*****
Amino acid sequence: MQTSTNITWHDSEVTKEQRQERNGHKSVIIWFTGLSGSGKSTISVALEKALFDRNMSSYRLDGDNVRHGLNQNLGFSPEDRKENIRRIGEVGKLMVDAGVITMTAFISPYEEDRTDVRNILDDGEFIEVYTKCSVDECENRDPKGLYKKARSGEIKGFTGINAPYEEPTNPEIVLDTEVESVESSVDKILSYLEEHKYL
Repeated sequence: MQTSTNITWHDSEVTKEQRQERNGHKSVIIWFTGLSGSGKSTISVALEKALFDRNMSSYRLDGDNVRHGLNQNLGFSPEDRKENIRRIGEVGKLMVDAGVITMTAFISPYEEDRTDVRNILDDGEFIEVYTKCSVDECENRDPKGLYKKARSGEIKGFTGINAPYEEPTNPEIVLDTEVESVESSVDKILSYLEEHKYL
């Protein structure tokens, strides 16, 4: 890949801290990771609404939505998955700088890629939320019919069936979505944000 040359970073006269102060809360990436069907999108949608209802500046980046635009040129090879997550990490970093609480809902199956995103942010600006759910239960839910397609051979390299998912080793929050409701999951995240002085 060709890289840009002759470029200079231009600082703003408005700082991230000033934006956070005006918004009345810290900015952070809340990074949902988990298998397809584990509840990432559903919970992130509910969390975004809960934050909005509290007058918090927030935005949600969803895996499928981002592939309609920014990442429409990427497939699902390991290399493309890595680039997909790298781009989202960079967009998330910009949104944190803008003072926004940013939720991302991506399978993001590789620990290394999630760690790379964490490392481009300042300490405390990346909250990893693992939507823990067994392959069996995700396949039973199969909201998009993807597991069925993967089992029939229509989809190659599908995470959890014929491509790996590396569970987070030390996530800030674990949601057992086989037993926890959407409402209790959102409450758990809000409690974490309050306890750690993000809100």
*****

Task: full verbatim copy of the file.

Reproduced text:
Amino acid sequence: MQTSTNITWHDSEVTKEQRQERNGHKSVIIWFTGLSGSGKSTISVALEKALFDRNMSSYRLDGDNVRHGLNQNLGFSPEDRKENIRRIGEVGKLMVDAGVITMTAFISPYEEDRTDVRNILDDGEFIEVYTKCSVDECENRDPKGLYKKARSGEIKGFTGINAPYEEPTNPEIVLDTEVESVESSVDKILSYLEEHKYL
Repeated sequence: MQTSTNITWHDSEVTKEQRQERNGHKSVIIWFTGLSGSGKSTISVALEKALFDRNMSSYRLDGDNVRHGLNQNLGFSPEDRKENIRRIGEVGKLMVDAGVITMTAFISPYEEDRTDVRNILDDGEFIEVYTKCSVDECENRDPKGLYKKARSGEIKGFTGINAPYEEPTNPEIVLDTEVESVESSVDKILSYLEEHKYL
């Protein structure tokens, strides 16, 4: 890949801290990771609404939505998955700088890629939320019919069936979505944000 040359970073006269102060809360990436069907999108949608209802500046980046635009040129090879997550990490970093609480809902199956995103942010600006759910239960839910397609051979390299998912080793929050409701999951995240002085 060709890289840009002759470029200079231009600082703003408005700082991230000033934006956070005006918004009345810290900015952070809340990074949902988990298998397809584990509840990432559903919970992130509910969390975004809960934050909005509290007058918090927030935005949600969803895996499928981002592939309609920014990442429409990427497939699902390991290399493309890595680039997909790298781009989202960079967009998330910009949104944190803008003072926004940013939720991302991506399978993001590789620990290394999630760690790379964490490392481009300042300490405390990346909250990893693992939507823990067994392959069996995700396949039973199969909201998009993807597991069925993967089992029939229509989809190659599908995470959890014929491509790996590396569970987070030390996530800030674990949601057992086989037993926890959407409402209790959102409450758990809000409690974490309050306890750690993000809100």